Huntingdon science jobs at risk as Forensic Science Services to close

NEARLY 200 job losses are expected after the shock closure of Huntingdon’s Forensic Science Service (FSS).

NEARLY 200 job losses are expected after the shock closure of Huntingdon’s Forensic Science Service (FSS).

The award-winning Hinchingbrooke Park laboratories will shut after Ministers announced the organisation, which helps police and Government agencies catch and prosecute criminals with forensic evidence, was in “serious financial difficulty”.

Crime Reduction Minister James Brokenshire said the service, which provided key evidence in the arrest of Ipswich murderer Steve Wright and the kidnap of Shannon Matthews, faced losses of about �2million a month and could run out of money in January.

In a written statement to MPs, he said: “The police have advised us that their spend on external forensic suppliers will continue to fall over the next few years as forces seek to maximise efficiencies in this area.

“We have therefore decided to support the wind-down of the FSS, transferring or selling off as much of its operations as possible.”

The process will take place over the next 12 to 15 months.

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The FSS, which is the leading supplier of forensic analytical services to the 43 police forces, has been reducing its costs and head count over the last 18 months, but still employs 190 people in Huntingdon. Nationally, 1,300 scientists are involved with 120,000 cases a year.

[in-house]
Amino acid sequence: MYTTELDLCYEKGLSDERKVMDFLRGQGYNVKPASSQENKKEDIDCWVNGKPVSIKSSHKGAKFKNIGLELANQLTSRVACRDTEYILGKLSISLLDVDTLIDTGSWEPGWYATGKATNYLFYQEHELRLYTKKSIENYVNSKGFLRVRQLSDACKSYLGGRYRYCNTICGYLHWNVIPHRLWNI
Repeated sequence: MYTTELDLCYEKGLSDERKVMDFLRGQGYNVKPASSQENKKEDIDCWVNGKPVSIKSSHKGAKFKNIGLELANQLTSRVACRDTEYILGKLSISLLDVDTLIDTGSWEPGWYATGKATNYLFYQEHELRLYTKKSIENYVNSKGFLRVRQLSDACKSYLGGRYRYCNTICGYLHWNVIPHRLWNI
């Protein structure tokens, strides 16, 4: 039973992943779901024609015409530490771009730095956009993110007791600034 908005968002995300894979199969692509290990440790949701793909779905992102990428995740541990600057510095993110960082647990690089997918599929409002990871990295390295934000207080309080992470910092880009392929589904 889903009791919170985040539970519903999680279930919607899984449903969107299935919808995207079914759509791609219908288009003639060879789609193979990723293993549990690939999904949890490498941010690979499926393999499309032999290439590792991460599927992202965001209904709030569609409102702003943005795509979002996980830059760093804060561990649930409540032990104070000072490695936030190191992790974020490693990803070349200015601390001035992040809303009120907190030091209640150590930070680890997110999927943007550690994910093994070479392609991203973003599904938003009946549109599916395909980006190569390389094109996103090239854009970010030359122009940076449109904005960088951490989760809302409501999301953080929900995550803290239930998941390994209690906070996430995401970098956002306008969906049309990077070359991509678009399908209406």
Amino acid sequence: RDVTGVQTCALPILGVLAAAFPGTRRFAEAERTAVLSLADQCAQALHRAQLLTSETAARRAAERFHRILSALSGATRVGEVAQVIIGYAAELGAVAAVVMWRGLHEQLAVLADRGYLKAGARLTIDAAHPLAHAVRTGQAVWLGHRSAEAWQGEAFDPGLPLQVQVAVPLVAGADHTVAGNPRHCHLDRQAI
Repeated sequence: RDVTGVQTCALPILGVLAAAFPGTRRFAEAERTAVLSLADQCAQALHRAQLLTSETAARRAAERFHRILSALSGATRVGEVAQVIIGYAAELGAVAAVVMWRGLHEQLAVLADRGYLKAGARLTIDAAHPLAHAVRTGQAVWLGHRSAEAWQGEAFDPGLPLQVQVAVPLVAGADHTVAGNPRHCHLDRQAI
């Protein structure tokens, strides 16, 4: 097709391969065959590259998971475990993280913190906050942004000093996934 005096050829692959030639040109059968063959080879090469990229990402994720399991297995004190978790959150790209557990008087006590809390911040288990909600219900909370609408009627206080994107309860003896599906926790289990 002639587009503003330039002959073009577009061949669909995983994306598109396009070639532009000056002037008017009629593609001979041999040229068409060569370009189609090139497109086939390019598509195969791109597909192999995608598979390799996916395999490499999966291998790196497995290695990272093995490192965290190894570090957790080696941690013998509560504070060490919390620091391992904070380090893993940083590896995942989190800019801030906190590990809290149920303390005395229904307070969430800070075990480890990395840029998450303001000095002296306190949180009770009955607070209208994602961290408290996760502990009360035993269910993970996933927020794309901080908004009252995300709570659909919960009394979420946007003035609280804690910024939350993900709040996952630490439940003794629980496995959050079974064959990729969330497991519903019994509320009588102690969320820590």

However, the reduction in police budgets, together with more forces taking forensic work in-house, means less work and less income for the FSS.

Huntingdon MP Jonathan Djanogly pledged to fight for the service to continue.

“I will be seeking clarification on how this will affect the Huntingdon site and will be looking to ensure there is appropriate support for staff,” Mr Djanogly added.

He also said he wants to ensure the “continuity of forensic capacity is not adversely affected during this transition” and added: “I do hope the service can continue in some form, perhaps under different ownership.

“I will be writing to the Home Office to look into this.”

Mr Djanogly put the blame for the closure at Labour’s door, adding: “In many ways to closure of this facility is an indictment on the financial ineptitude of the last Government.”

But Mike Clancy, deputy general secretary of the Prospect union, which has more than 100 members at the Huntingdon site, said the closure would be a “body blow to criminal justice”.

“Cost will now determine justice in the UK,” he said.

“The Government is putting its faith in an untested market to deliver forensic science at a time when it has never been more important to the detection of crime.

“Its actions will destroy a world-class body that is the envy of every police force in the world, in the name of saving a few million pounds.”